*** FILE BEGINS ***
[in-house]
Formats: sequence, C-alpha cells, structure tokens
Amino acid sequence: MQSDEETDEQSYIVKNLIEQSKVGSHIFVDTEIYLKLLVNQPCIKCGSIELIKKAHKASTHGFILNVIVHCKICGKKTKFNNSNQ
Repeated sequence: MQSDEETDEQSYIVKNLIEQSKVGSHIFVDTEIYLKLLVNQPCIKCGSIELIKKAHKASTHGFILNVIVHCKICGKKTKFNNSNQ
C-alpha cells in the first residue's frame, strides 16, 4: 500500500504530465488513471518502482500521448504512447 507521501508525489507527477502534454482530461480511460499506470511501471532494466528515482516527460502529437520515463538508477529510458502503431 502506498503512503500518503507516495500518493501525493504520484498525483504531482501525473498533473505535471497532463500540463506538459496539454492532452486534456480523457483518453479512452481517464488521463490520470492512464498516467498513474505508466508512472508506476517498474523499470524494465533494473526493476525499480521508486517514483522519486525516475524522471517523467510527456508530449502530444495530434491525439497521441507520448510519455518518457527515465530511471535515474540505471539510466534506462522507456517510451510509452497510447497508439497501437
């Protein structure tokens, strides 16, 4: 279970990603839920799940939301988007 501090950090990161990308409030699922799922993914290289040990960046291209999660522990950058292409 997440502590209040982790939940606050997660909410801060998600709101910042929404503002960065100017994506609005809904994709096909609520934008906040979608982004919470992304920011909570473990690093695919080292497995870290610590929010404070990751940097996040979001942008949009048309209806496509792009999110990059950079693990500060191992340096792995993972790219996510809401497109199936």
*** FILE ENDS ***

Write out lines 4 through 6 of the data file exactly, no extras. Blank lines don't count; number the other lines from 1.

Repeated sequence: MQSDEETDEQSYIVKNLIEQSKVGSHIFVDTEIYLKLLVNQPCIKCGSIELIKKAHKASTHGFILNVIVHCKICGKKTKFNNSNQ
C-alpha cells in the first residue's frame, strides 16, 4: 500500500504530465488513471518502482500521448504512447 507521501508525489507527477502534454482530461480511460499506470511501471532494466528515482516527460502529437520515463538508477529510458502503431 502506498503512503500518503507516495500518493501525493504520484498525483504531482501525473498533473505535471497532463500540463506538459496539454492532452486534456480523457483518453479512452481517464488521463490520470492512464498516467498513474505508466508512472508506476517498474523499470524494465533494473526493476525499480521508486517514483522519486525516475524522471517523467510527456508530449502530444495530434491525439497521441507520448510519455518518457527515465530511471535515474540505471539510466534506462522507456517510451510509452497510447497508439497501437
């Protein structure tokens, strides 16, 4: 279970990603839920799940939301988007 501090950090990161990308409030699922799922993914290289040990960046291209999660522990950058292409 997440502590209040982790939940606050997660909410801060998600709101910042929404503002960065100017994506609005809904994709096909609520934008906040979608982004919470992304920011909570473990690093695919080292497995870290610590929010404070990751940097996040979001942008949009048309209806496509792009999110990059950079693990500060191992340096792995993972790219996510809401497109199936």